My first two finished projects for 2015! One made from knitting and one a complete travesty. Er, I mean sewn.
These were finished last Friday (January 2nd) after a mad dash to Spotlight for a bag of stuffing. I accidentally came home with a bag of stuffing, a seam roll, an ironing mitt and a new hook for Charlie’s Rainbow loom. Oops. My truly awesome daughter also bought me a copy of “Gertie Sews Vintage Casual”. I’ll review that in a future post when I’ve had time to have a look at it). Here are some links to it on Amazon and Book Depository, in case you’d like to take a look. (For the sake of transparency, those are affiliate links).
So, what have I made?
Um, not that. Yes, I have a herd of every colour of sheep in Minecraft and a chest full of stash. Shut up.
Speaking of Minecraft ~cough~ I knit a Creeper for my son Charlie.
Now I want one. Except the damn things keep blowing up my house. Heaven forbid they should ever let the sheep out.
There are quite a few comments about the foot section of the pattern being incomprehensible but it’s actually a very clever way to eliminate a few of the seams that toys need to keep their shape. The trick is to not read the pattern first. Knit, trust that it will make sense when you get to that part and it does. Or at least it did for me and seemingly the other people that finished it 🙂
I’ve made many toys over the years and developed my own techniques for stuffing without lumps. I made this video about it a few years ago, in case anyone would like any tips.
Charlie and I also finished this monstrosity charming fellow made from an unfinished (unstarted?) and incomplete teddy bear I found at the op shop.
Meet Mr. Bread WoodenHead.
Charlie arranged all the pieces but the fabric was pretty tough to sew so I had the honour of stitching him together. Charlie finished him off by sticking on a range of sparkly plastic thingies for his face, ears and paws. Truly, um, unique. It’s staring at me right now from the seat next to me. I’m pretty sure it’s planning to eat my face.
My next project is already in the works, in fact I started it on the Tuesday before Christmas and have been stitching away on it every time the Xbox gets too hot in our Summer heat.
The Summer flu (well, technically Spring flu but close enough) is currently attempting to kick my voluminous butt, but it hasn’t stopped me almost preparing a Christmas present for my fellow retro style fans.
The Perfection Cuddly Toymaking Kit was published in Australia in the early 1950’s as a home education course for women wanting to earn pin money by making toys and gifts and selling them in bulk to local shops.
There are ten booklets in the kit, covering a large range of toys, novelties and bags. If you love retro style toys then you’ll love making the toys straight from the full size patterns, or you can make changes and use them to design updated versions with a more modern look. With all sorts of toys from little felt rabbits to fur fabric penguins, leatherette (or felt) sausage dogs and the obligatory Scotty, to (my favourite) felt flowers and a great knitting/overnight bag to sew, I think you’ll have many of your Christmas presents covered!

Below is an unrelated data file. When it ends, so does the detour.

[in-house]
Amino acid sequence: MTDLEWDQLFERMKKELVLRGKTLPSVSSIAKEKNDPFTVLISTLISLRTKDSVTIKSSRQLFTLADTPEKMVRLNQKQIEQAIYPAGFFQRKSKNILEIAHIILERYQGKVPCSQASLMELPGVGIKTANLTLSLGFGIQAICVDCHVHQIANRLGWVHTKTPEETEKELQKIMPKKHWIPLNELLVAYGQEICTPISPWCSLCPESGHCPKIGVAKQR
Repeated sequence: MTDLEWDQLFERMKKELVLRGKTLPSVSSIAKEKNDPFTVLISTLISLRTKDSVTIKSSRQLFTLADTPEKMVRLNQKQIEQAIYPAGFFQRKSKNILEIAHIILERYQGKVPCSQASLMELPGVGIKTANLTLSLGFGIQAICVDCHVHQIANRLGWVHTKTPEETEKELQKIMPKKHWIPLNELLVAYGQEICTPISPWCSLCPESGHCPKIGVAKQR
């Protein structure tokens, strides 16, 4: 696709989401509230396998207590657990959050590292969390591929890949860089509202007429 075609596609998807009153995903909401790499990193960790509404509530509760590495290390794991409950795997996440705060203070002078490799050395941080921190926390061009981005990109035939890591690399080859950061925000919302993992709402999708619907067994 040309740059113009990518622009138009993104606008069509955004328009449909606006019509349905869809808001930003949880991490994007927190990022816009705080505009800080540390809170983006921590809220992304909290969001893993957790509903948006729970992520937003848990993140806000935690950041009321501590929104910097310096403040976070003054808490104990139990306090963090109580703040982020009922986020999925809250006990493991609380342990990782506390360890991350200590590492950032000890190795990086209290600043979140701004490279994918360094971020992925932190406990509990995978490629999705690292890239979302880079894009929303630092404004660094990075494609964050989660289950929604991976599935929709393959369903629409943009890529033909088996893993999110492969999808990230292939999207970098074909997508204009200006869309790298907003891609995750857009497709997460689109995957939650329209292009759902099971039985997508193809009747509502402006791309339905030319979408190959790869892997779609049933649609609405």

Now I just have to stop coughing long enough and I’ll be uploading one booklet per day for ten days. Watch this space for booklet number 1 very soon!
I love knitting for babies and one of my favourite things about it is the huge range of cute, and sometimes bizarre, novelty buttons that you can find to sew on them.
As a mother, however, the one thing I hate most about knitwear for babies is trying to do up the buttons on a cardigan wrapped around a 4 kilo mass of wriggling baby, especially when the buttons aren’t chosen to be functional.
If you’ve ever knit something for a baby and it has never been worn, it might not be because the parents are ungrateful un-knitworthy hand-made hating ingrates. They might be, but they might have just had a difficult time doing up the buttons. So from my years of experience doing up cardigans on wriggling babies, here is my guide to choosing buttons for baby garments.
The irresistible but poky novelty button.
These are the type of buttons that have little poky bits sticking out everywhere but they’e cute so we must put them on all the things. Star shaped buttons are the WORST. Unfortunately they are also adorable.
These buttons should be used strictly as a decorative element, as trying to put them through a buttonhole that is in constant motion just causes yarn snags, sudden knitwear hatred and wild emotional swings (especially if the person trying to do them up is sleep deprived).
The irresistible but mostly round novelty button.
This type of button works well on knitwear most of the time. If it has any part that sticks out, like the cat’s ears, they are smooth and won’t snag.
The only time I would avoid using buttons of this type is if my yarn is particularly splitty as it still might snag, but who wants to knit with that kind of yarn anyway?
Round decorative buttons
These are my favourite type of buttons to put on baby wear. Printed with cute characters or flowers, special 3D look patterns or interesting moulded but completely smooth shapes. The buttons below are all vintage but you can still get printed buttons with classic children’s characters in most shops that sell buttons.
They’ll never snag the yarn, no matter what you’ve knit with, how wriggly the baby is or how tired the person trying to do them up.
Putting my buttons where my mouth is
This is a baby surprise jacket that I knit for my nephew. I used vintage pale green buttons for fastening the front and a poky novelty ladybird button purely for decoration.
I’d love to hear your thoughts on choosing buttons for baby and toddler knitwear so please feel free to leave a comment below!